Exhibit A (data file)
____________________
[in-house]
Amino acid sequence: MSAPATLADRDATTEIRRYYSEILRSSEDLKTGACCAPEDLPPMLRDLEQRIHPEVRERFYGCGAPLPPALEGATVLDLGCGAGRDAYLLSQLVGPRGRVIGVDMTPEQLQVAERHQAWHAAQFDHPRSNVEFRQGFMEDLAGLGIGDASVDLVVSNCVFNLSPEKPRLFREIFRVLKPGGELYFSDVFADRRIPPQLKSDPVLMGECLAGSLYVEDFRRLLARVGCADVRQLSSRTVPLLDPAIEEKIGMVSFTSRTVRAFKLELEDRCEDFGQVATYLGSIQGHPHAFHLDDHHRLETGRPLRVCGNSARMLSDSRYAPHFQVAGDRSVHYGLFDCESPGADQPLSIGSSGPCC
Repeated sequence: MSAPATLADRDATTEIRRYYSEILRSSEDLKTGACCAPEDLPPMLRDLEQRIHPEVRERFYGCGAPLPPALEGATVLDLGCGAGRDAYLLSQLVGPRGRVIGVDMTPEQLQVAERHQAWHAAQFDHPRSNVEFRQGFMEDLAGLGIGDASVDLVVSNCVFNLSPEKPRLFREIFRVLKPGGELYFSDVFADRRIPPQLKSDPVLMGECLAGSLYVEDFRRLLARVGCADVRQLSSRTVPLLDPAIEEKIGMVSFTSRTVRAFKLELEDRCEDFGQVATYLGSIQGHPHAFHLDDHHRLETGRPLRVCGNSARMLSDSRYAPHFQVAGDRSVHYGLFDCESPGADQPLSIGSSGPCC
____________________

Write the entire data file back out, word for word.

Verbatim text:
[in-house]
Amino acid sequence: MSAPATLADRDATTEIRRYYSEILRSSEDLKTGACCAPEDLPPMLRDLEQRIHPEVRERFYGCGAPLPPALEGATVLDLGCGAGRDAYLLSQLVGPRGRVIGVDMTPEQLQVAERHQAWHAAQFDHPRSNVEFRQGFMEDLAGLGIGDASVDLVVSNCVFNLSPEKPRLFREIFRVLKPGGELYFSDVFADRRIPPQLKSDPVLMGECLAGSLYVEDFRRLLARVGCADVRQLSSRTVPLLDPAIEEKIGMVSFTSRTVRAFKLELEDRCEDFGQVATYLGSIQGHPHAFHLDDHHRLETGRPLRVCGNSARMLSDSRYAPHFQVAGDRSVHYGLFDCESPGADQPLSIGSSGPCC
Repeated sequence: MSAPATLADRDATTEIRRYYSEILRSSEDLKTGACCAPEDLPPMLRDLEQRIHPEVRERFYGCGAPLPPALEGATVLDLGCGAGRDAYLLSQLVGPRGRVIGVDMTPEQLQVAERHQAWHAAQFDHPRSNVEFRQGFMEDLAGLGIGDASVDLVVSNCVFNLSPEKPRLFREIFRVLKPGGELYFSDVFADRRIPPQLKSDPVLMGECLAGSLYVEDFRRLLARVGCADVRQLSSRTVPLLDPAIEEKIGMVSFTSRTVRAFKLELEDRCEDFGQVATYLGSIQGHPHAFHLDDHHRLETGRPLRVCGNSARMLSDSRYAPHFQVAGDRSVHYGLFDCESPGADQPLSIGSSGPCC